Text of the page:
YouTube co-founder Jawed Karim has condemned the platform's decision to remove the public dislike count from videos in a strongly-worded rant.
The video service announced last week it was taking the information off to help protect creators from harassment, but acknowledged it might not be popular, saying it believed "this is the right thing to do for the platform".
But Karim said the move could end up with YouTube's decline, wondering whether it wanted to become a place where everything was mediocre.
The software engineer posted his comments by editing the description of his own 'Me at the zoo' video, the very first to be loaded on the platform in April 2005.
"I have never seen a less enthusiastic, more reluctant announcement of something that is supposed to be great," he wrote.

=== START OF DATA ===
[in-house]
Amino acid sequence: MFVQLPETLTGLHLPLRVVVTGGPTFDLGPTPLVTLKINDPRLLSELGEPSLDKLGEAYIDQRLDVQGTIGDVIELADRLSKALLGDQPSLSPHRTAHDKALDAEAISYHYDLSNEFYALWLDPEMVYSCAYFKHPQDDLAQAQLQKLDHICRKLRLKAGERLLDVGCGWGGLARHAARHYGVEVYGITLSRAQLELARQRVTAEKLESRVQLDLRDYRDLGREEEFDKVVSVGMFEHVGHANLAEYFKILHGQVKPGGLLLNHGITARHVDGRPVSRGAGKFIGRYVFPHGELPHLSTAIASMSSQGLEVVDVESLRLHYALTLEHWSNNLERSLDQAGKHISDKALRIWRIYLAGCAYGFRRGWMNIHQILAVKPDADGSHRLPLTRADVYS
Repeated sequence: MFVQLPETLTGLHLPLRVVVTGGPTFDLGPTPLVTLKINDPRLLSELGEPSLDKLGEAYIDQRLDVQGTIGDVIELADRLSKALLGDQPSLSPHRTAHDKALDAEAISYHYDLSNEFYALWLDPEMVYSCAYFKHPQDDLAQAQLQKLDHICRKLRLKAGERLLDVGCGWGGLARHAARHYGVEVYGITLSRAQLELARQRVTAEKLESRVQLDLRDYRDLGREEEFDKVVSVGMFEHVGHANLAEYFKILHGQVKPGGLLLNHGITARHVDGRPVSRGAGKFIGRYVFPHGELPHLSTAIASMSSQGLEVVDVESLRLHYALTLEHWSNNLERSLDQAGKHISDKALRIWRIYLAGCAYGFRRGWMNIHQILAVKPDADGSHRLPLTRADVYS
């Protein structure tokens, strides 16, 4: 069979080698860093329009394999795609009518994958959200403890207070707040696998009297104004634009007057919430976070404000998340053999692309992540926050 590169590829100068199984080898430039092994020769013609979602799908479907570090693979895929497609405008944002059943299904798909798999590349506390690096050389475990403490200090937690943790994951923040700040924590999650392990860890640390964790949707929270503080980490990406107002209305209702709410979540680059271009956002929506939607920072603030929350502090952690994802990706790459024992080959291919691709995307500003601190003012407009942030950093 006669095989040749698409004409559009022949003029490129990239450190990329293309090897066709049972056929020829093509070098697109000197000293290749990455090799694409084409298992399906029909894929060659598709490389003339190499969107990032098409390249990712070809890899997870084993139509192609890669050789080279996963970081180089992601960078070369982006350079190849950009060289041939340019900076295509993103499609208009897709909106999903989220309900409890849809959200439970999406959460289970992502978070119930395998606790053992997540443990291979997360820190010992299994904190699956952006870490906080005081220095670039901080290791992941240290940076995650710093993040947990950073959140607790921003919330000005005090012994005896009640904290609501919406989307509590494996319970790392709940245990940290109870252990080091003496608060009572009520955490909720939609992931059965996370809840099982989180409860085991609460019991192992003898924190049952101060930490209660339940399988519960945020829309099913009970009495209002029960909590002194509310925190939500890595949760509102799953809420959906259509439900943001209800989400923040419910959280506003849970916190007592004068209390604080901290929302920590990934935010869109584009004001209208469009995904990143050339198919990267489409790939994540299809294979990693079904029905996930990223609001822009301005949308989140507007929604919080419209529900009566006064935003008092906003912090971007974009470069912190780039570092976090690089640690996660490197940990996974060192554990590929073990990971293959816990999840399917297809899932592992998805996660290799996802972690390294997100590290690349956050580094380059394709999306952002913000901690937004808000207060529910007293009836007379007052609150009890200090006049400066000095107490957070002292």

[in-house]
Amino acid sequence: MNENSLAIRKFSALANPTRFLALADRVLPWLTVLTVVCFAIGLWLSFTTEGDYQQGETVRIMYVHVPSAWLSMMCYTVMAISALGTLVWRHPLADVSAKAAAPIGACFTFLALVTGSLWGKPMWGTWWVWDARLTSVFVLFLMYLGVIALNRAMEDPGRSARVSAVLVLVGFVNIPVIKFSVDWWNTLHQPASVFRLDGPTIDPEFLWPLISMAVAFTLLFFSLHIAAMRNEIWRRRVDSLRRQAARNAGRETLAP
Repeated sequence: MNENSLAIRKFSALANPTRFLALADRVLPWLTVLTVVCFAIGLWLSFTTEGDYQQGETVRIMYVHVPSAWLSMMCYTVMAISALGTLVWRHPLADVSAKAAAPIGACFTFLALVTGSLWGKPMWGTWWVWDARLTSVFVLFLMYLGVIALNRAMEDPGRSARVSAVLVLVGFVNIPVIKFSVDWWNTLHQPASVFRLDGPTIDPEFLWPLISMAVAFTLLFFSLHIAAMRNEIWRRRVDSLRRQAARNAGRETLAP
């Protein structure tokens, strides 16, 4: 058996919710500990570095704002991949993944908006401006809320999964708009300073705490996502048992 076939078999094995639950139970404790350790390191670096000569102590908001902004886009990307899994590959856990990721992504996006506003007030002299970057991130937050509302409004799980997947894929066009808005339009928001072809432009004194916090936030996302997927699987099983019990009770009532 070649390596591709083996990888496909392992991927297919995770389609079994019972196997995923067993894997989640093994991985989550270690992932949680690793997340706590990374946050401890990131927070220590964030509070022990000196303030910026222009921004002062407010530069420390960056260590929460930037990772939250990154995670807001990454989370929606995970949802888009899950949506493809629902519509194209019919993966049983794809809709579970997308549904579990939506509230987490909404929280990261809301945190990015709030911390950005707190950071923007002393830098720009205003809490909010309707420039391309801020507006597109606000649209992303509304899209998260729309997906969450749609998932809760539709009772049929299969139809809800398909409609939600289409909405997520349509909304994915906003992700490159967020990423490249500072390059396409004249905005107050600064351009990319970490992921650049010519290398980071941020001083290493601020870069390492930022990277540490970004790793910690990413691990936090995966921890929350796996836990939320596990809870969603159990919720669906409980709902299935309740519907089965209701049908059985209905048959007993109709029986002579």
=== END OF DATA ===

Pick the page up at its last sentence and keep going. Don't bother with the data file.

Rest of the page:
"Why would YouTube make this universally disliked change? The ability to easily and quickly identify bad content is an essential feature of a user-generated content platform.
"Why? Because not all user-generated content is good. It can't be. In fact, most of it is not good. And that's OK. The idea was never that all content is good. The idea WAS, however, that among the flood of content, there are great creations waiting to be exposed."
When the platform interferes and ignores the "wisdom of the crowd" the process breaks, Karim said, causing mediocrity.
"Nothing can be great if nothing is bad," he concluded.
This isn't the first time Karim has edited the video, which has been viewed over 202 million times, to criticise the company.
In 2013 Google, which owns the platform, started requiring YouTube members to use Google+, its poorly received social network, to comment on videos.
Karim was unimpressed, writing "why the f**k do I need a Google+ account to comment on a video" and "I can't comment here anymore, since I don't want a Google+ account".